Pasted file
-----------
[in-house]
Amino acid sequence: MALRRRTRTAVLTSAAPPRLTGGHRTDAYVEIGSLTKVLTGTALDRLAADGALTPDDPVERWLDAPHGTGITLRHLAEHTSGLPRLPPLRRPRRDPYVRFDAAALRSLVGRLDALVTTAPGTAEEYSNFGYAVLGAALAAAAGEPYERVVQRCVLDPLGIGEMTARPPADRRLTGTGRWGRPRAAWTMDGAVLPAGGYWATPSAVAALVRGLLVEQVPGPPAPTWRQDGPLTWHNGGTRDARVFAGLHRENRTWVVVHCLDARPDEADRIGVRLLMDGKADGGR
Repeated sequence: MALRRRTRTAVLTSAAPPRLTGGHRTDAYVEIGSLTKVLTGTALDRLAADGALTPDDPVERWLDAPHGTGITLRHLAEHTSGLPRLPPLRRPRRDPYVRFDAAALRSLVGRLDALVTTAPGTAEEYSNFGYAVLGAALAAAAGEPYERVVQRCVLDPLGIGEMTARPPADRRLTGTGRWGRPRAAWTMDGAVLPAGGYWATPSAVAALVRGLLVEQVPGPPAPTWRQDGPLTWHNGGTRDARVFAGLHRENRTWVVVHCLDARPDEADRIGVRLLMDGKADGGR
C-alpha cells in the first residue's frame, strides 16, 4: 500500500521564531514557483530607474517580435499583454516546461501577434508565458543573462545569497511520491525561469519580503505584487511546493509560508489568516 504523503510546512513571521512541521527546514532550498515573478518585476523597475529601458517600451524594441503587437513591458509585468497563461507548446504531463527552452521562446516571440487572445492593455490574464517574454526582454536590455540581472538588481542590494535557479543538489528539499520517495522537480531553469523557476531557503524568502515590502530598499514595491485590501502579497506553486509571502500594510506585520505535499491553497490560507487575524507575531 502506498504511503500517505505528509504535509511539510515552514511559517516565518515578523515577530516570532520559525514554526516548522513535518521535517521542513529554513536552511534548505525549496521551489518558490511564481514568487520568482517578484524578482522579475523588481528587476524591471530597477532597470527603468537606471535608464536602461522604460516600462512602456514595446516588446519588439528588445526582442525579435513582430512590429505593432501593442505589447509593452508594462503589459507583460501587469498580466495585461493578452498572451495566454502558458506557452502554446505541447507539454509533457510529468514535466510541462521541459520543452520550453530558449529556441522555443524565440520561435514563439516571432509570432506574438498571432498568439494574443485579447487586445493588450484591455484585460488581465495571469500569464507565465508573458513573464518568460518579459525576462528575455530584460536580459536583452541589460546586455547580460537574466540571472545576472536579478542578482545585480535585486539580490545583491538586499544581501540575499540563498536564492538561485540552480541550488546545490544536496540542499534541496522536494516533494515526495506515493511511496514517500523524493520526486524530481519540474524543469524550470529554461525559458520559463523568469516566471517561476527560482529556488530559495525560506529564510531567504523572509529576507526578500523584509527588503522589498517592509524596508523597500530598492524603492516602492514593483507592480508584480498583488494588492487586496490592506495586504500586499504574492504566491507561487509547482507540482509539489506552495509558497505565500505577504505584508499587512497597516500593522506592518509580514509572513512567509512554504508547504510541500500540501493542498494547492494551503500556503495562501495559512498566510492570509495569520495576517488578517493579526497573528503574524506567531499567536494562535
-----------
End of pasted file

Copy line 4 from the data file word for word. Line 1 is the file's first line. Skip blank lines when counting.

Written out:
C-alpha cells in the first residue's frame, strides 16, 4: 500500500521564531514557483530607474517580435499583454516546461501577434508565458543573462545569497511520491525561469519580503505584487511546493509560508489568516 504523503510546512513571521512541521527546514532550498515573478518585476523597475529601458517600451524594441503587437513591458509585468497563461507548446504531463527552452521562446516571440487572445492593455490574464517574454526582454536590455540581472538588481542590494535557479543538489528539499520517495522537480531553469523557476531557503524568502515590502530598499514595491485590501502579497506553486509571502500594510506585520505535499491553497490560507487575524507575531 502506498504511503500517505505528509504535509511539510515552514511559517516565518515578523515577530516570532520559525514554526516548522513535518521535517521542513529554513536552511534548505525549496521551489518558490511564481514568487520568482517578484524578482522579475523588481528587476524591471530597477532597470527603468537606471535608464536602461522604460516600462512602456514595446516588446519588439528588445526582442525579435513582430512590429505593432501593442505589447509593452508594462503589459507583460501587469498580466495585461493578452498572451495566454502558458506557452502554446505541447507539454509533457510529468514535466510541462521541459520543452520550453530558449529556441522555443524565440520561435514563439516571432509570432506574438498571432498568439494574443485579447487586445493588450484591455484585460488581465495571469500569464507565465508573458513573464518568460518579459525576462528575455530584460536580459536583452541589460546586455547580460537574466540571472545576472536579478542578482545585480535585486539580490545583491538586499544581501540575499540563498536564492538561485540552480541550488546545490544536496540542499534541496522536494516533494515526495506515493511511496514517500523524493520526486524530481519540474524543469524550470529554461525559458520559463523568469516566471517561476527560482529556488530559495525560506529564510531567504523572509529576507526578500523584509527588503522589498517592509524596508523597500530598492524603492516602492514593483507592480508584480498583488494588492487586496490592506495586504500586499504574492504566491507561487509547482507540482509539489506552495509558497505565500505577504505584508499587512497597516500593522506592518509580514509572513512567509512554504508547504510541500500540501493542498494547492494551503500556503495562501495559512498566510492570509495569520495576517488578517493579526497573528503574524506567531499567536494562535